Buster Poindexter and His Spanish Rocketship: Lost in Space at the Bottom Line by Otto Luck

April 1998

David Johansen’s string of performances in the guise of shmaltz-meister Buster Poindexter has probably lasted longer than even Johansen could have imagined, becoming one of the longest running extended jokes in the music business today. Unfortunately, at this point – like some of his rambling jokes – it seems to be going nowhere fast. Let’s just say the Spanish Rocketship had a bit of problem leaving the launching pad last Saturday night at the Bottom Line, April 18, 1998.

Buster arrived onstage around 8:15. His entourage is still as big as ever. I estimated one band member per every four members of the audience. It’s a middle-aged crowd that comes to see Poindexter – somewhere between the Geritol Club and the Marilyn Manson Generation. Buster was looking trim and spiffy in a black Nehru-style suit. He’s no longer gumming his hair up into an exotic pompadour. In fact, he looked more like David Johansen than he has in years.

The Spanish Rocketship soon began their voyage, delivering their salsa and merengue schlock – sandwiched between Buster’s Borsch-belt stand-up comic routine – to a rather unruly crowd. There were quite a few hecklers in attendance, along with an otherwise tepid audience. Why someone would pay $20 to shout at the man, I’ll never know. Perhaps it’s all a part of the act these days – the Rocky Horror Spanish Rocketship Show, if you will.

By Buster’s third number it became obvious that it was going to be tough-going to make it through the evening – for both Buster and me. Poindexter looked noticeably tired, rubbing this face often and pumping his vocal chords with a handy tincture that he kept within arms reach. Meanwhile, I noticed that my wife, Pumpkin Luck, had fallen fast asleep in her French Fries.

I should say, however, the evening did have its moments. The Spanish Rocketship are a tight ensemble of talented musicians, anchored by the punchy rhythm section of Tony Machine on drums and Andy Gonzales on bass, who, by the way, bares a striking resemblance to The Addam’s Family’s Uncle Fester. The Uptown Horns were also in fine form. Arno Hecht traded his tenor sax for a clarinet at one point in the evening and played a solo that, alone, made it worth the trudge down to the Bottom Line.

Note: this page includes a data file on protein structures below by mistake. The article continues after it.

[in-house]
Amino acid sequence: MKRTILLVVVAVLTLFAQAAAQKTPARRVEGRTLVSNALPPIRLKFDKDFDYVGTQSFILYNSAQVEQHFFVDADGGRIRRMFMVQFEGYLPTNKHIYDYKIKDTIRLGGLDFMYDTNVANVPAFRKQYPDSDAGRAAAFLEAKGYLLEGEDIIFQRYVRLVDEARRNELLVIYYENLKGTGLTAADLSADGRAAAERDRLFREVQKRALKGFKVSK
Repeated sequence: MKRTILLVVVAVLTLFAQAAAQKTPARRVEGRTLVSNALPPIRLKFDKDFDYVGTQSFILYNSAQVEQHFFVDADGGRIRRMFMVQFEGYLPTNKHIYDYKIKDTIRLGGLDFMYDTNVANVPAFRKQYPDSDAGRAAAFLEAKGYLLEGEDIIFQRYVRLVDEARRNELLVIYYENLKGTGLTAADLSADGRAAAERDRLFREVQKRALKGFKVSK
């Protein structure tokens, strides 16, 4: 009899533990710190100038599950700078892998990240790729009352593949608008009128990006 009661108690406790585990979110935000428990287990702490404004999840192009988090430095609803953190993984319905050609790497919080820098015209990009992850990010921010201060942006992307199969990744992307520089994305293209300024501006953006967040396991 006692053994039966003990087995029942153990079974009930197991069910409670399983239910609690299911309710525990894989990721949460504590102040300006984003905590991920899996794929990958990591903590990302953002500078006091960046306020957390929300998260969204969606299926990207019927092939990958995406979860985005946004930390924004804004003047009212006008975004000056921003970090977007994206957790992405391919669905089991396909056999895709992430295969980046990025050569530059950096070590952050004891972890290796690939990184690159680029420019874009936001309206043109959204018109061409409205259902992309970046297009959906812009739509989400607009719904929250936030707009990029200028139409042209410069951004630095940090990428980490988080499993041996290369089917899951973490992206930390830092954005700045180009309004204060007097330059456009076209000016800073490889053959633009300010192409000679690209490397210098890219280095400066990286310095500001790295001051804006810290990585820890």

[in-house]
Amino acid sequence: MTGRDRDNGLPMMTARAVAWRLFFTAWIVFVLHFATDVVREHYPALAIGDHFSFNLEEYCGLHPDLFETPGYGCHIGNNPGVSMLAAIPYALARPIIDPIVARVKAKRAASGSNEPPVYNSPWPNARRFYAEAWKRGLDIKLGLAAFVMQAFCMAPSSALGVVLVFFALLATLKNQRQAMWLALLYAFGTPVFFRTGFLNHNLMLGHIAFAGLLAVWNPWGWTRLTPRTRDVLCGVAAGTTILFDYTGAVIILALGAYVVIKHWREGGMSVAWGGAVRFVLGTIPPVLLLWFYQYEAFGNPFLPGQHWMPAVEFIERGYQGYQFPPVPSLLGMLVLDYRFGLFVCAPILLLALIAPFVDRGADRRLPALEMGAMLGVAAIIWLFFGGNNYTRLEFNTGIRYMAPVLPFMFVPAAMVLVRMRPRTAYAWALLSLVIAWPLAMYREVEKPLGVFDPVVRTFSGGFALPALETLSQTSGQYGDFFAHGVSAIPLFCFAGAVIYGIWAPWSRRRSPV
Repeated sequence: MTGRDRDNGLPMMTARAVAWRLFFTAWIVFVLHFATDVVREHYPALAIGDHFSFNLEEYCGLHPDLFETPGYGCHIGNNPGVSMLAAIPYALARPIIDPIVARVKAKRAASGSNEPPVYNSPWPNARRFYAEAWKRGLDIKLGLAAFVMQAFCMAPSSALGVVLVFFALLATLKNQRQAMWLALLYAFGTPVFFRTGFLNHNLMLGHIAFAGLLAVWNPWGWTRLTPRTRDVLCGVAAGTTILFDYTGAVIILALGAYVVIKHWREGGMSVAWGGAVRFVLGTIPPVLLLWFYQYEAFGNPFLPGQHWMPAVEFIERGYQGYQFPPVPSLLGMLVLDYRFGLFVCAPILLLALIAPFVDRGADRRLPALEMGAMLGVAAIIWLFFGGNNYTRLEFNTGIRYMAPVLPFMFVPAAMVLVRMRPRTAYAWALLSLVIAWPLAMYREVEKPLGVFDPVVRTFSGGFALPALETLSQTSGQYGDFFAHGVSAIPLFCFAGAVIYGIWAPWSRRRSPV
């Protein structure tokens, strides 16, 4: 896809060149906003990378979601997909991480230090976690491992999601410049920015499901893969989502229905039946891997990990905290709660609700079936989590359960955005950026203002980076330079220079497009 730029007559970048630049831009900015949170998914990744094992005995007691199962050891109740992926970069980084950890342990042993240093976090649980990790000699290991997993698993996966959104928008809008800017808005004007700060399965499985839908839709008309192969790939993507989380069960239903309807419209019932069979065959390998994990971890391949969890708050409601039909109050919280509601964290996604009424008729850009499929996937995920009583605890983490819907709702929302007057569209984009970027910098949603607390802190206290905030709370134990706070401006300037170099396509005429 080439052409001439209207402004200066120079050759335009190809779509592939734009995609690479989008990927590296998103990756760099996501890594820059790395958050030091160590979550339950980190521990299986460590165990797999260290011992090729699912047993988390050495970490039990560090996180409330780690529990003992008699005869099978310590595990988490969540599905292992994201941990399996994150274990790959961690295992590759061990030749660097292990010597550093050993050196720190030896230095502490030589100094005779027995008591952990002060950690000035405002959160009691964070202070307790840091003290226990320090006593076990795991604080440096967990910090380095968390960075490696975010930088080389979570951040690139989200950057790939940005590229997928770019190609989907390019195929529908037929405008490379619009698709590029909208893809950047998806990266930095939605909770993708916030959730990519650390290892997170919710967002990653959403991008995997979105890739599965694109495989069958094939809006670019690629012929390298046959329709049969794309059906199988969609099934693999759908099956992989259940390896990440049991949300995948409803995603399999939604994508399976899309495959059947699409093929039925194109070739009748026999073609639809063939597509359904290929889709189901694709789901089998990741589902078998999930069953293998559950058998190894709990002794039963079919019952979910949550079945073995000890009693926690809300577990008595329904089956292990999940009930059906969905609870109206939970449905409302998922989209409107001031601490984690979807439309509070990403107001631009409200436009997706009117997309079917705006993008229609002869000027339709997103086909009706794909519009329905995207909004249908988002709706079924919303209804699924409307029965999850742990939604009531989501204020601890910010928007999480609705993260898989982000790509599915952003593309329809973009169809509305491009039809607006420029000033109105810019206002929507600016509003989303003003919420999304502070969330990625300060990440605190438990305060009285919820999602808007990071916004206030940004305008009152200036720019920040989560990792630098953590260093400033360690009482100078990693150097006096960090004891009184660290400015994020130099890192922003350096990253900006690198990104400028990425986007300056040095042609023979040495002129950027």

And some of Buster’s material did work, especially the jokes that didn’t make you wait 20 minutes for a punch line. Buster told us that the other evening he “slept like a baby… I cried and wet my bed.” In addition, he mentioned that he recently had the honors of crooning the “Star Spangled Banana” for a Mets game at Shea Stadium. “I could have started a war,” he said, “with the patriotic fervor that was rippling through the joint.” He does have one hell of a set of pipes.

Nevertheless, I can’t help feeling that the Buster Poindexter shtick is wearing a bit thin, these days. I’m not saying that Johansen should slap on some lipstick and re-launch the New York Dolls, but the way he seems to have distanced himself so severely from his past affiliation with rock & roll is a bit unnerving. In fact, he has covered his tracks so effectively that one might think he had been a member of Milli Vanilli rather than the legendary Dolls. Go figure...

Along these lines, it was interesting that one of the Rocketship’s more successful numbers for the evening was the delivery of “Mean Spirited Sal” from their namesake CD. Poindexter introduced it as a boog-a-loo (God forbid he should utter the four-letter word “rock”) and from the first few moments of the 12-bar-blues rave, it was evident that things were about to perk up. The cadavers in the audience suddenly sprung to life. The guy in back of me stopped yelling, “Play the old stuff,” for a few moments and started dancing, while my wife, Pumpkin Luck, finally lifted her head from her French Fries.

David Johansen in
the NY Dolls circa 1974
photo © Dennis Recla

Buster and company closed the evening with the obligatory “Hot, Hot, Hot,” his biggest hit to date. Half the band formed a rumba line for the song and marched through the crowd. There was something inherently sad about seeing Poindexter at the head of the line, parading through the audience and smiling at his customers like a suit salesman. I mean, the man is history. In my mind, he’s accomplished incredible feats, included in which, managing to stay alive, unlike Dolls-mates Johnny Thunders, Billy Murcia and Jerry Nolan. All that just to Bossa Nova his tiny fanny through a crowd of tired office workers on a Saturday night. I guess what they say is true – there are fates worse than death.

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